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A Political Perspective on the Euro Crisis

Students and faculty from the Wisconsin School of Business are attending MIPIM 2012 this week. Bashar Elayyan reports on his experiences and takeaways from Day 3.

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Joschka Fischer conf

Bonjour from Cannes!

Day three of MIPM is nearly over, and it remains a beehive of activity in what is currently the de facto center of the real estate universe. I had more time to walk about the booths today and I can inform you that it is a dazzling carnival of renderings, animations, techie pavilions and shiny models. You are enveloped and bombarded by a mosaic of competing ambitious projects screaming for your attention. Your eyes simply can’t have enough of this feast of monumental aspirations that radiate national pride.

Today I attended a highly anticipated keynote speech by the former foreign minister of Germany Joschka Fischer. The Grand Hall was packed with hundreds of attendees eager to hear an individual who was a key figure in Eurozone relations during a decade of growth, prosperity and optimism. A light show accompanied by techno music more fitting to a night club setting greeted the minister as he walked on stage as a precursor to a speech that immediately turned serious and somber.

The minister wasted no time in presenting the assertion that the integrity of the Eurozone is not an idealistic option but is an economic imperative that dictates the future of Europe. He proclaimed that the last century was a period of destructive bipolarity where European nations were exploited by political camps as proxies to engage in wars.  The Eurozone was a remedy that brought permanent peace and cohesion to the continent through economic unity rather than brute force.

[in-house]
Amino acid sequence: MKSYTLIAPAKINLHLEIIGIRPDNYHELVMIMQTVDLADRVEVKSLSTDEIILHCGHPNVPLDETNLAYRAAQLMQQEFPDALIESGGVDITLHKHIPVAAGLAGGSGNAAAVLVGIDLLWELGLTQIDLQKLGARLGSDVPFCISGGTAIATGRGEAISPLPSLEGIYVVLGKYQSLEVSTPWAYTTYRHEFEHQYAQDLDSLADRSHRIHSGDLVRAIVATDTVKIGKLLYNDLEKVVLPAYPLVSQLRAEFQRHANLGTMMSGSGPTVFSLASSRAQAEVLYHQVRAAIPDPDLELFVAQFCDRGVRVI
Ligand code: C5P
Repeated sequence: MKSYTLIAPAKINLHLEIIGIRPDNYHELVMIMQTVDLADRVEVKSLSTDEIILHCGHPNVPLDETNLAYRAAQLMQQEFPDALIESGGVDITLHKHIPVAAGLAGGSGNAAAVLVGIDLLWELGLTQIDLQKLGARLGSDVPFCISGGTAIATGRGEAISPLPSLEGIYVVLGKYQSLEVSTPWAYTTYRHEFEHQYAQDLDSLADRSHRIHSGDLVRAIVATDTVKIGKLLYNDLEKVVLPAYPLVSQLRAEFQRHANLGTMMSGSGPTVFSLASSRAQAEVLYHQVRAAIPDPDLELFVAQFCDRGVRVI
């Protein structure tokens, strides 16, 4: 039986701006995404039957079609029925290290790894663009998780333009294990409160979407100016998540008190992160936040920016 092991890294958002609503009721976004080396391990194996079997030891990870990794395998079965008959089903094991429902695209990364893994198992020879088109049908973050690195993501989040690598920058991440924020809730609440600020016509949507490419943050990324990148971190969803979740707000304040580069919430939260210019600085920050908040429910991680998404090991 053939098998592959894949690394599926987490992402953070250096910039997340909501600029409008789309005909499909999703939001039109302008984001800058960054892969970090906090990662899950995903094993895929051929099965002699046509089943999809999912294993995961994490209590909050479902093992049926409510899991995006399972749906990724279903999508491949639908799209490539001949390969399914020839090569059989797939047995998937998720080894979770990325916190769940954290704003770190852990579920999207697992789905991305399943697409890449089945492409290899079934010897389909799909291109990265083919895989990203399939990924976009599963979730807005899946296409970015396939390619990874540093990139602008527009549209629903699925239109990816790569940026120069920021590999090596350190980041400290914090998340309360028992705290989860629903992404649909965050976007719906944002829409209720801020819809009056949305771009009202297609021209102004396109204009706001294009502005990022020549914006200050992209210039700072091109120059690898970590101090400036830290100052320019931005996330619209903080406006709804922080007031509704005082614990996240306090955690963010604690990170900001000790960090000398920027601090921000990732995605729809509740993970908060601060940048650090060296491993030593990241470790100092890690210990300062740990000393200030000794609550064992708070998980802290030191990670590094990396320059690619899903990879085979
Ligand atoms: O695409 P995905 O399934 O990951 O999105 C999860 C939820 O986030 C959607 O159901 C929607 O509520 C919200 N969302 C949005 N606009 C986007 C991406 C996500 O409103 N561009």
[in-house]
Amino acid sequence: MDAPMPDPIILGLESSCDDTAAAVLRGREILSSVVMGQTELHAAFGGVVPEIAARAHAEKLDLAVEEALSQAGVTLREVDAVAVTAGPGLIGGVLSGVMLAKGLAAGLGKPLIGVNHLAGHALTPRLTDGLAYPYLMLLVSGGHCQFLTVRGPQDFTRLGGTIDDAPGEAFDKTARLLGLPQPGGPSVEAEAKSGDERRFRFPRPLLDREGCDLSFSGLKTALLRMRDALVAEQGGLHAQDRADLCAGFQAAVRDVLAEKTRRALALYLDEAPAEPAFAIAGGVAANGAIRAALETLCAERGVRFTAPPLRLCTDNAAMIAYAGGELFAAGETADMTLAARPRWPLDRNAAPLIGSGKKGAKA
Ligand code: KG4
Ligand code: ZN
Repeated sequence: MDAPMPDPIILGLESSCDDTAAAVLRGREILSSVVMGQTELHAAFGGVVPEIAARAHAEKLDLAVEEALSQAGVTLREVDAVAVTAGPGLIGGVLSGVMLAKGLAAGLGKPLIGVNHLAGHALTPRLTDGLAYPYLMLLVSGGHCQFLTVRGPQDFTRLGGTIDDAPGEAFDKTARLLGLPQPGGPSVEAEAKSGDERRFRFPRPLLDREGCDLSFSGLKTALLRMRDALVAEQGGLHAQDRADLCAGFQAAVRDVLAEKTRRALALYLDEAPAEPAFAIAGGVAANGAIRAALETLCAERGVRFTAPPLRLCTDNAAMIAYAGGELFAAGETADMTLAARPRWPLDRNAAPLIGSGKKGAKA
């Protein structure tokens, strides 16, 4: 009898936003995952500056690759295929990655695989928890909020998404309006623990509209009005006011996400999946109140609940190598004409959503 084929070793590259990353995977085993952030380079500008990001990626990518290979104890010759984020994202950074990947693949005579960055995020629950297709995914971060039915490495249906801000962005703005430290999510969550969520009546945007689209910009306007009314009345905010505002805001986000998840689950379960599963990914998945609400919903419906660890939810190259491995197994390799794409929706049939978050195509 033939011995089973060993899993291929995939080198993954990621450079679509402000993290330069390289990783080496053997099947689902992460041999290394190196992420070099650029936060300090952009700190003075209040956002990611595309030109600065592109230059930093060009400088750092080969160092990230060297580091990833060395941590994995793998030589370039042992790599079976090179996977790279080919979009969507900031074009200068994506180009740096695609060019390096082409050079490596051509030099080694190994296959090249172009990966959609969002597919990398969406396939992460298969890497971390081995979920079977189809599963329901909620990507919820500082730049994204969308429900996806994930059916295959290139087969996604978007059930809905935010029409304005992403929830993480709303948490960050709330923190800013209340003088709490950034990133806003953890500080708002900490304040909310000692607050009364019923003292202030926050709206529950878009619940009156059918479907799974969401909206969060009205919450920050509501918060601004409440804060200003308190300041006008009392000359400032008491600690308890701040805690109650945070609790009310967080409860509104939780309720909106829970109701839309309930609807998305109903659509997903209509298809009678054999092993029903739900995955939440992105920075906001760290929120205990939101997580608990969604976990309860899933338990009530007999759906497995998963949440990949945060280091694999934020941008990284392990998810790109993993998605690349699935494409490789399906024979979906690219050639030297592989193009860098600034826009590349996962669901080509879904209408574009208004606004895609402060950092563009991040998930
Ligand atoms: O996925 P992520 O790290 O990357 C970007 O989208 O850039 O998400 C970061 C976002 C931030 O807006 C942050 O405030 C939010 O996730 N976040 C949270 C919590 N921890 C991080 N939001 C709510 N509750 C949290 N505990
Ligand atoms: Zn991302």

He conceded that a single currency was not crucial in an economic sense but was more of a political necessity to unite these nations. The minister pounded the podium as he declared that “Greece must not and cannot exit the Eurozone, it would be a historical disaster. If Greece exits then who is next?” The minister ended the speech by proclaiming that people should not sell Europe short and that the Eurozone will weather the crisis, come back better and stronger than ever.

After the speech, we had the great experience of meeting a Danish architect working on some fascinating projects around the world. We met with a representative of a U.S. company that develops an amazing platform that compiles global real estate transaction data. A seminar entitled Energy Efficiency: New & Refurbished Projects showcased an interesting project using algae as an integrated energy generating system.

Simply put, this has been another incredible day. So much to see in so little time; MIPIM is a fountain of global cutting edge information and no matter how much you try to absorb from this source, you remain to be thirsty for more.

Bashar Elayyan is a first-year MBA student in the James A. Graaskamp Center for Real Estate in the Wisconsin School of Business. As an architect based in Chicago, he was involved in the design and execution of numerous complex large scale projects in the U.S., Mideast and Chinese markets. His career aspirations lie within the domains of REIT management or real estate finance and investment banking.

This is the seventh year that a delegation from the Wisconsin School of Business has attended MIPIM. It’s a great opportunity to observe international investment in action and to get the inside scoop on the latest topics and trends in the industry. Speaking of which, be sure to stick around the Palais on Friday for the wrap-up keynote address by François Ortalo-Magné, Albert O. Nicholas Dean of the Wisconsin School of Business.

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